Summer Knight (The Dresden Files, #4)
If you're going to try the Dresden Files, this is the book to start with.
[Oh well-a well-a well-a...]
There seems to be a general consensus that the first few books in the series are not of the same quality as the later books--to be expected, since they were the author's debut. I like the first few books; they feel like more straightforward spoofs of Raymond Chandler in Middle Earth. However, I felt the first few books feature flatter, more stereotyped characters, choppier writing, and less sympathetic side characters.
Summer Knight is where all of that changes.
[Tell me more, tell me more...]
[Was it love at first sight?]
Harry Dresden, professional wizard, has practically become a recluse since he lost his girlfriend. A little less than a year ago, his girlfriend was bitten by a vampire. Although he retrieved her--incidentally setting off a war between the vampires and wizards--despite desperate attempts to help her that drive him into near psychosis, he can't restore her humanity.
[Tell me more, tell me more...]
But when the sky starts raining toads and the White Council of Wizards comes to town, Harry is forced to snap out of his misery and self-loathing. The wizards aren't thrilled about the war Dresden set off, and decide that the best way to end it is to throw Dresden to the vampires, unless he solves the case brought to him by a terrifying new client: Mab, Queen of the Unseelie Fey. To stop himself from becoming a reconciliation gift to the vampires, Harry must solve the murder of the human champion of Summer and prove that Mab is innocent of the crime. With only a band of teenage werewolves, a pizza-loving fairy, and his friend, Lt. Karrin Murphy, to help him, Dresden must solve the crime before the fairies go to war with Chicago as ground zero. And of course, that's when things start getting complicated: an old flame pops up on his doorstep, begging him for help, a changeling girl has gone missing and Harry's guilted into taking the case, and there's a killer ghoul--not to mention a chlorofiend (plant monster)--out for Harry's blood. Harry is in for a wild, creative, and above all, entertaining ride.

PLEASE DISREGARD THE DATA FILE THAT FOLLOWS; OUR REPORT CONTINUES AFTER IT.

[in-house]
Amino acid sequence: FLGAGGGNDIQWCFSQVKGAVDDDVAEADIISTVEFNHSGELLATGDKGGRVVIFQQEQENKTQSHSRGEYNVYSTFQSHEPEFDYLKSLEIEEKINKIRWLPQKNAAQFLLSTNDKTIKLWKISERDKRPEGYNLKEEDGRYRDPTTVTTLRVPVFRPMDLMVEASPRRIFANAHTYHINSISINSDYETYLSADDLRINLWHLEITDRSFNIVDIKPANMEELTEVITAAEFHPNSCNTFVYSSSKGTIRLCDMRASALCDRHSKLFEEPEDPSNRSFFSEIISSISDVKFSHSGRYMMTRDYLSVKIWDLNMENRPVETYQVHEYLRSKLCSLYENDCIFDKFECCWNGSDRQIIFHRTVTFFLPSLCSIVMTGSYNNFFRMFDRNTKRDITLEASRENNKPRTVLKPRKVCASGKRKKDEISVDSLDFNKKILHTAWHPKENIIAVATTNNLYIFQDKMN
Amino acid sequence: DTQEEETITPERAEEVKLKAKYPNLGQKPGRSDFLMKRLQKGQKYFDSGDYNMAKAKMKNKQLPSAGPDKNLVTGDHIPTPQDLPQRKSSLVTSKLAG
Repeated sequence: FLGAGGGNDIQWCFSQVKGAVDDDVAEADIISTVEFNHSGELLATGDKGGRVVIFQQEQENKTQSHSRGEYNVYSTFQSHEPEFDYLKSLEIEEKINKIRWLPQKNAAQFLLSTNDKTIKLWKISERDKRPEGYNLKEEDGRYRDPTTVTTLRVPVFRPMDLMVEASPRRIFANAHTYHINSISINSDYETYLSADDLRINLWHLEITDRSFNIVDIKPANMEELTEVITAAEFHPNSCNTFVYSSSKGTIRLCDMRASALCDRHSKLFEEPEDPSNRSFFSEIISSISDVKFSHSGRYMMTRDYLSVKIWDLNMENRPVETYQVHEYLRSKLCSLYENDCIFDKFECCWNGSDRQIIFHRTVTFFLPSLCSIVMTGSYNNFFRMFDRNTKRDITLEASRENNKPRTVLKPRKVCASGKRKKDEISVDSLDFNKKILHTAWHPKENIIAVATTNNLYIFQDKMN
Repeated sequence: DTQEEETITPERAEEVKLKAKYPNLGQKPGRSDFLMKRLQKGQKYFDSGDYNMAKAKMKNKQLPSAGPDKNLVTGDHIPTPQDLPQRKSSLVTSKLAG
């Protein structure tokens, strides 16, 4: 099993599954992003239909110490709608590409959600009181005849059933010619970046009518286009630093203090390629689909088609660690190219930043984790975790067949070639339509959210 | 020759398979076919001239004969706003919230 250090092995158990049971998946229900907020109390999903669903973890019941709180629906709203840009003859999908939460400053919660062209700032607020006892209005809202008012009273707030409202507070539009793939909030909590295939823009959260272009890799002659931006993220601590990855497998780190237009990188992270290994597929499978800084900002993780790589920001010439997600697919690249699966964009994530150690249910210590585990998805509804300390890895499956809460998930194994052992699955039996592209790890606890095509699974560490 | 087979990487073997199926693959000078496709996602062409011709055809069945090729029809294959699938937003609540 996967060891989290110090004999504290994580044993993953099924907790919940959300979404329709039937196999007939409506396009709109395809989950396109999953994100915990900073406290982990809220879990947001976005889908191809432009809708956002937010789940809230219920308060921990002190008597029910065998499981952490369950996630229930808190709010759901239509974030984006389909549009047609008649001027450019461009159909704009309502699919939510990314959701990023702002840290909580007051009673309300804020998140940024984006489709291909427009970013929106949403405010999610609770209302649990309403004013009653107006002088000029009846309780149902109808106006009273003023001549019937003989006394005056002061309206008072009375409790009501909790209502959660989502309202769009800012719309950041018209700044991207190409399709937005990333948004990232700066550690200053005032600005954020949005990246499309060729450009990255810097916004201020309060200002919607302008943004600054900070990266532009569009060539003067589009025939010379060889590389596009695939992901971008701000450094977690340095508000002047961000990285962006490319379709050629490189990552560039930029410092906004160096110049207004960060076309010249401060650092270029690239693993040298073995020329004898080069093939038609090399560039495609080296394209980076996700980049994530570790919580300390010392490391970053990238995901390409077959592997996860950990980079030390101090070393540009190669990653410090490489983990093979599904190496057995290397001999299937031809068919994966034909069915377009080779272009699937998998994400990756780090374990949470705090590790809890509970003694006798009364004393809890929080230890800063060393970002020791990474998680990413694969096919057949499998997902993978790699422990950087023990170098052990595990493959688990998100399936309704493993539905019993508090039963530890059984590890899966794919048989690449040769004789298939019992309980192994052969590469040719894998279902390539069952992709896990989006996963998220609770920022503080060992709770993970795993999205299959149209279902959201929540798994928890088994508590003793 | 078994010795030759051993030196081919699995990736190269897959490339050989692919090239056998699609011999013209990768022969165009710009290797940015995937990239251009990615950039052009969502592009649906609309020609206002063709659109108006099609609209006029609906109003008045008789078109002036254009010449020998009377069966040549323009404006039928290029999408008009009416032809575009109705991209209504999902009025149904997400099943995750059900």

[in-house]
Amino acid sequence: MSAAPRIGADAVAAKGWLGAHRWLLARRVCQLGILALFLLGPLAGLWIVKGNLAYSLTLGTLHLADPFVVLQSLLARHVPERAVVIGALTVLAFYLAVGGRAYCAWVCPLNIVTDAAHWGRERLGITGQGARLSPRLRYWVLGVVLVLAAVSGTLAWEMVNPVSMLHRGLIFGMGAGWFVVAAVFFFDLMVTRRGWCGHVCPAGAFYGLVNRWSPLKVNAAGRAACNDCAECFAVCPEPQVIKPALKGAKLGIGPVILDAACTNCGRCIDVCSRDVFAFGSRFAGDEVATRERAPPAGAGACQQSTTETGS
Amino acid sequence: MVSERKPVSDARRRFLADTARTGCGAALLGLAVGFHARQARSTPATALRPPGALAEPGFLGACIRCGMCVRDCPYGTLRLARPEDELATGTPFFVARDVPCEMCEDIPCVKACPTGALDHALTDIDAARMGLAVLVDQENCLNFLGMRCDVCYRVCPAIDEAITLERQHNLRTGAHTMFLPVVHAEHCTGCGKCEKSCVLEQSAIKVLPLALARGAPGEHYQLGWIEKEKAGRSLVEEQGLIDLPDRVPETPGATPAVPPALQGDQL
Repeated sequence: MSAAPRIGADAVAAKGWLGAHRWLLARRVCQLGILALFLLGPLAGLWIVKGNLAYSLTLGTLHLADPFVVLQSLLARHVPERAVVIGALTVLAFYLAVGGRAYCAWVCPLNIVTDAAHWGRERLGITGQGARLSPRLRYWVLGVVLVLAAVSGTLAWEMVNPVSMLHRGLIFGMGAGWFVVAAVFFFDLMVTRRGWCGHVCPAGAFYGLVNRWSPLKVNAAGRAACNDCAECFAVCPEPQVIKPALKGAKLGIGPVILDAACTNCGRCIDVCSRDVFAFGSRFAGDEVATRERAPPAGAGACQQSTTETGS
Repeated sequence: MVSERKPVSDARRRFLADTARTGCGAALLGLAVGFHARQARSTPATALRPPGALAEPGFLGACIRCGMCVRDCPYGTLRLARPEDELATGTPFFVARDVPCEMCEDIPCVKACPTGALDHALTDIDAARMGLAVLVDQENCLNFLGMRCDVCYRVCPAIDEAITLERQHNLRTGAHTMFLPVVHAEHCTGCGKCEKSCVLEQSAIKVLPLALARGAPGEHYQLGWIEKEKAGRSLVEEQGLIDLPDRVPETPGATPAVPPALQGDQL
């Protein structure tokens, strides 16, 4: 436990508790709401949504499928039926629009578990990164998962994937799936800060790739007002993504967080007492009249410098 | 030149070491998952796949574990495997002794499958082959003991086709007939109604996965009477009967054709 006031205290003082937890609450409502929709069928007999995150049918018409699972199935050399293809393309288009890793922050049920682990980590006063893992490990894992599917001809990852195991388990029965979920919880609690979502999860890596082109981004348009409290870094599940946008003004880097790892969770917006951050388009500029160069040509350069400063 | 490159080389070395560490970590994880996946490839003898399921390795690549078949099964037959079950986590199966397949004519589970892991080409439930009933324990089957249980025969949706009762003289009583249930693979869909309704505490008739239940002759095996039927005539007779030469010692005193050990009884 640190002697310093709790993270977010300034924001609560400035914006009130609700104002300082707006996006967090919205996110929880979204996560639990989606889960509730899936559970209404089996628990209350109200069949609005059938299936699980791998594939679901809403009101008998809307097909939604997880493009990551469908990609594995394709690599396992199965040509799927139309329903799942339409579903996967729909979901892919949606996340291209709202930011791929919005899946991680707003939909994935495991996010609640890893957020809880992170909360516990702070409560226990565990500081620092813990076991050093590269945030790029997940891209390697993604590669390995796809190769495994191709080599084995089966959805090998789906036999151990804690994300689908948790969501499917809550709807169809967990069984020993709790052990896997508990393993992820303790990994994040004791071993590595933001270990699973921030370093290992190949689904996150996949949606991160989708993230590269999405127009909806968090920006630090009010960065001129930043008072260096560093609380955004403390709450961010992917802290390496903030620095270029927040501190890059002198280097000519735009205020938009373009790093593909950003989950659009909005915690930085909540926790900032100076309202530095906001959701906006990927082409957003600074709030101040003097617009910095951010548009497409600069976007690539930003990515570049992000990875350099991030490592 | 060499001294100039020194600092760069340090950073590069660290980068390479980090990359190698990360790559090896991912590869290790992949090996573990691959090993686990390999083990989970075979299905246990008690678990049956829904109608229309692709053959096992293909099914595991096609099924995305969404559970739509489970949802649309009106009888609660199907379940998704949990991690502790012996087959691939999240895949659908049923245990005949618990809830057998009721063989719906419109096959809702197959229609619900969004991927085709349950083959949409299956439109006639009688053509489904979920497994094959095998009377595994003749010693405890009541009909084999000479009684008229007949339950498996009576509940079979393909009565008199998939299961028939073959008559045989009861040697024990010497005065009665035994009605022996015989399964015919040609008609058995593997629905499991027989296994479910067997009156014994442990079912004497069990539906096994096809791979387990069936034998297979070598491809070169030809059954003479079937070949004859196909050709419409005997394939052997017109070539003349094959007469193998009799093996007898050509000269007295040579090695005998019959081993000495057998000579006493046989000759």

[Did she put up a fight?]
This book introduces a host of new characters, and a disproportionate number are female. But (finally!) in this book, Butcher does a much better job in staying out of stereotyped-noir-female land. Aurora, the Summer Lady, and Maeve, Winter Lady, fall into the classic stereotypes, but the mortal females develop more complex characters. Lt. Karrin Murphy, despite a wimpy introduction, gets some of her first fantastic kickass moments, one of which involves a chainsaw. (And a chlorofiend.) Elaine, Harry's old flame, who he believed had gone up in flames, is sufficiently complex that it's difficult to analyze her motives fully. Meryl, an Ogre changeling, is practical, phlegmatic, and likeable. And therefore, unsurprisingly, dies before the end of the book. In general, female characters don't fare well in Butcher's books, and while this book certainly had some irritating moments--seriously, Harry? Your introduction of Murph? She wasn't the only victim in the last book, and you did not white-knight save her--but given the genre, I'm willing to take what I can get. As with most of the Dresden Books, the cast is overwhelmingly white and there are a few truly cringeworthy moments that I try to ignore; in this case, the extremely 50's-ish stereotype of Native American culture embodied by "Injun Joe" (I kid you not.) I just close my eyes, start humming, and think of happier things until the scene is over.
The various political imbroglios and the introduction of a whole new set of politics between the fairies adds a ton of complexity and fun to the remainder of the series. The villains are varied and enjoyable, and pull from fairy tales and legends rather than horror movies; they include gun-for-hire ghouls, pissed-off plant monsters, psycho fairies, moody centaurs, noir-tough-guy ogres, chitinous unicorns, and more.
Why, yes. Songs do tend to get stuck in my head, even songs from musicals I haven't seen for 15 years and detested even 15 years ago. Just thought I'd share the earworm. You're welcome.
Believe it or not, I've written a review of every single book in the series. I may have addiction issues. Links to the complete set are below. The starred ones are my faves.
[#1] Storm Front [#2] Fool Moon [#3] Grave Peril [#4] Summer Knight* [#5] Death Masks [#6] Blood Rites [#7] Dead Beat* [#8] Proven Guilty [#9] White Night [#10] Small Favor* [#11] Turn Coat [#12] Changes [#13] Ghost Story* [#14] Cold Days